Cherwell IT Service Management Blog
Resources, Best Practices, and Solutions for ITSM Pros

Wow, I just read the Microsoft Product Use Rights Document…

Posted by

Since the release of Windows 8 RT, a number of articles and discussions have “Surfaced” (sorry, couldn’t resist!) related to Microsoft’s introduction of licensing rules that make it less expensive to run Windows 8 RT on Windows “companion” devices versus non-Windows devices microsoftsurfacetabletsuch as iPads, iPhones, Androids, etc. As a result, I set off to read the Microsoft Licensing information.

If you think the US Tax Code is confusing, you should read the Microsoft Product Use Rights. After reading the 123-page document my head was spinning. I can understand the Windows 8 RT licensing rule, but that rule seems trivial compared to the rest! It’s s one thing to understand that if I install a Windows Operating System on a computer, I need a license. However, I challenge you to figure out what CAL (Client Access License) you need for that workstation, user or server. There are “Core” CALs, “Additive” CALs, Exchange CALS and External Connectors; the list goes on and on. In addition, you have device licensing and user licensing, retail or volume license agreements and more.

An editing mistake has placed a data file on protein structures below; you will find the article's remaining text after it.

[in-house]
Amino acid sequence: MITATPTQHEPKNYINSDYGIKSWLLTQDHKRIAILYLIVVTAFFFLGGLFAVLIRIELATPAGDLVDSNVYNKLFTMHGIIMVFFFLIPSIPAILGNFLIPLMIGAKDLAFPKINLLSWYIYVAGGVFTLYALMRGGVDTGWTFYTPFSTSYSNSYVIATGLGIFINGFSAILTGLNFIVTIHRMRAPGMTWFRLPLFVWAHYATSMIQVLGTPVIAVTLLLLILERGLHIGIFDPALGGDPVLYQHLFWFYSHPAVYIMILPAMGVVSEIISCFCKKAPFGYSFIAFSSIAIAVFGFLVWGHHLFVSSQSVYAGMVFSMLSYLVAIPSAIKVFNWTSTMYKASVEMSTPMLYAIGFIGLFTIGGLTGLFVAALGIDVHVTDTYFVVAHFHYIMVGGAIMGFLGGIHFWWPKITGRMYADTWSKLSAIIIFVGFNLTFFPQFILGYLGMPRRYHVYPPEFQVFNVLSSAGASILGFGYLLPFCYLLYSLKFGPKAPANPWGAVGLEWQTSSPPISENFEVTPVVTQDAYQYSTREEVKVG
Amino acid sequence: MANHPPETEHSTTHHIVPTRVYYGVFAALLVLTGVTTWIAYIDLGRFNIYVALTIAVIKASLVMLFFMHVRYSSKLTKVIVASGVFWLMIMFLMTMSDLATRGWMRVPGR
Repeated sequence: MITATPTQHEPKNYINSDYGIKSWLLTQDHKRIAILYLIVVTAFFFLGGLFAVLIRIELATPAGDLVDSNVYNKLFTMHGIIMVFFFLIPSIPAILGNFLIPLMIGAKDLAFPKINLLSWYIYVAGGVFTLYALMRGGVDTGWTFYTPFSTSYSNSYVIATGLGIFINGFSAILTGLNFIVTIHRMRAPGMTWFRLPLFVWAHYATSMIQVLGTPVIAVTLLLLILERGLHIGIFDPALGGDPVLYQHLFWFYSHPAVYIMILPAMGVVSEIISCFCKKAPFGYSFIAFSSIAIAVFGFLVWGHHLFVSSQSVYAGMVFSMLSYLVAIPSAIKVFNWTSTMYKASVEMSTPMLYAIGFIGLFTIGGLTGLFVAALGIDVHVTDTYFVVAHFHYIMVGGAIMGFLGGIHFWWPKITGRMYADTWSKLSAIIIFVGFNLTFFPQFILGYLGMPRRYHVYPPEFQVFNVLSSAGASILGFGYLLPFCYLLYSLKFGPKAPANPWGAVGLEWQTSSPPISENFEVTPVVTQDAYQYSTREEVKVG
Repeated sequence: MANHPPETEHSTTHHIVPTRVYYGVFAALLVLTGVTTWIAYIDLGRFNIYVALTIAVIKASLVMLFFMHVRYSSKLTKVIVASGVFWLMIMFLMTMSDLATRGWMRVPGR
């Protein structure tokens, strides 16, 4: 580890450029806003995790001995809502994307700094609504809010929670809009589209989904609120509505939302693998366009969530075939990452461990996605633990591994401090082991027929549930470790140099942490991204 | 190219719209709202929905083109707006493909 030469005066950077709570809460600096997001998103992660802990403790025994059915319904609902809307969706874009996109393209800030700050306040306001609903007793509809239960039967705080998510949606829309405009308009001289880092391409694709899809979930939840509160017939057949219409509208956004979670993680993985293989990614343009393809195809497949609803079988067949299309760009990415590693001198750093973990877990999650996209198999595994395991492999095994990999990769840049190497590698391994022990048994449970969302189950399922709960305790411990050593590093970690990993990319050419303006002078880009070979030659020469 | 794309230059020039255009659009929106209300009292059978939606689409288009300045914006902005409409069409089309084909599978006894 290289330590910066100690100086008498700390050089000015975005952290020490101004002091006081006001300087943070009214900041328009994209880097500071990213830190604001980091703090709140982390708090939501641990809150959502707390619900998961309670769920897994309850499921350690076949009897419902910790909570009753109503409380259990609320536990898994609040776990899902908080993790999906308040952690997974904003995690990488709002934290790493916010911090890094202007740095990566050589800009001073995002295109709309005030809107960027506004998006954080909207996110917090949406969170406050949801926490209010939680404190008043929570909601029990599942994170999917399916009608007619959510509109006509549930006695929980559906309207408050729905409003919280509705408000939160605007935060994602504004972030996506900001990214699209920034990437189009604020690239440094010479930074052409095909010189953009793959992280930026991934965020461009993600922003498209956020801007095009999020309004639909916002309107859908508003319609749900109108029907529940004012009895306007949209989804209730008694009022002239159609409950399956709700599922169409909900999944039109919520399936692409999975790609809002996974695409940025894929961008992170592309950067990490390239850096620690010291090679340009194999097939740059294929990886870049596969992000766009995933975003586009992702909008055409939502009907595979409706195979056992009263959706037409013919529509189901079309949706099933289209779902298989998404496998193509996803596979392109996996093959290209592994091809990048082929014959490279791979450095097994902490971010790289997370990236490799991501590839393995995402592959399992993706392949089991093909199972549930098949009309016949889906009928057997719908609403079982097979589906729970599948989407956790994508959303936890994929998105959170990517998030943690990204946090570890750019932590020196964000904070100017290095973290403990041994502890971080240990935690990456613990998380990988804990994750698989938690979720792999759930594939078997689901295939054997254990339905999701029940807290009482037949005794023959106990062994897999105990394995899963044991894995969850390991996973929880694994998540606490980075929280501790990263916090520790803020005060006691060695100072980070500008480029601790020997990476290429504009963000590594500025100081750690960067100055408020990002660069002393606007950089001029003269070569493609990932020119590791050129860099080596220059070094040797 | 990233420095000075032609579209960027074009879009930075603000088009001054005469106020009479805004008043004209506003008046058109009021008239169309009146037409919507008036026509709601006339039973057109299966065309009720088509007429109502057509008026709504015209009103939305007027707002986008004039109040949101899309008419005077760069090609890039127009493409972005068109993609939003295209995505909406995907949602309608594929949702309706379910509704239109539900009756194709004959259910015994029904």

Ever try to set up automatic tracking for CALs? It’s not a fun process even for asset management experts such as ourselves, much less our customers.

Technology is in a state of perpetual change, and I think a revolution in Microsoft’s licensing model is long overdue. The time is now to introduce user-based license models, which would simplify an overwhelming amount of this needless complexity. Perhaps the place to start is by offering a core device license for your primary workstation (if you have one), as well as a “user” license that allows you access to all services and servers in your organization. While this wouldn’t completely untangle the Gordian knot that is Microsoft’s licensing program, it would be a significant step in the right direction and send an important signal to end user organizations that Microsoft is willing to adjust its way of doing business to help customers be successful in their efforts to stay compliant. Come on, Microsoft… where do YOU want to go today?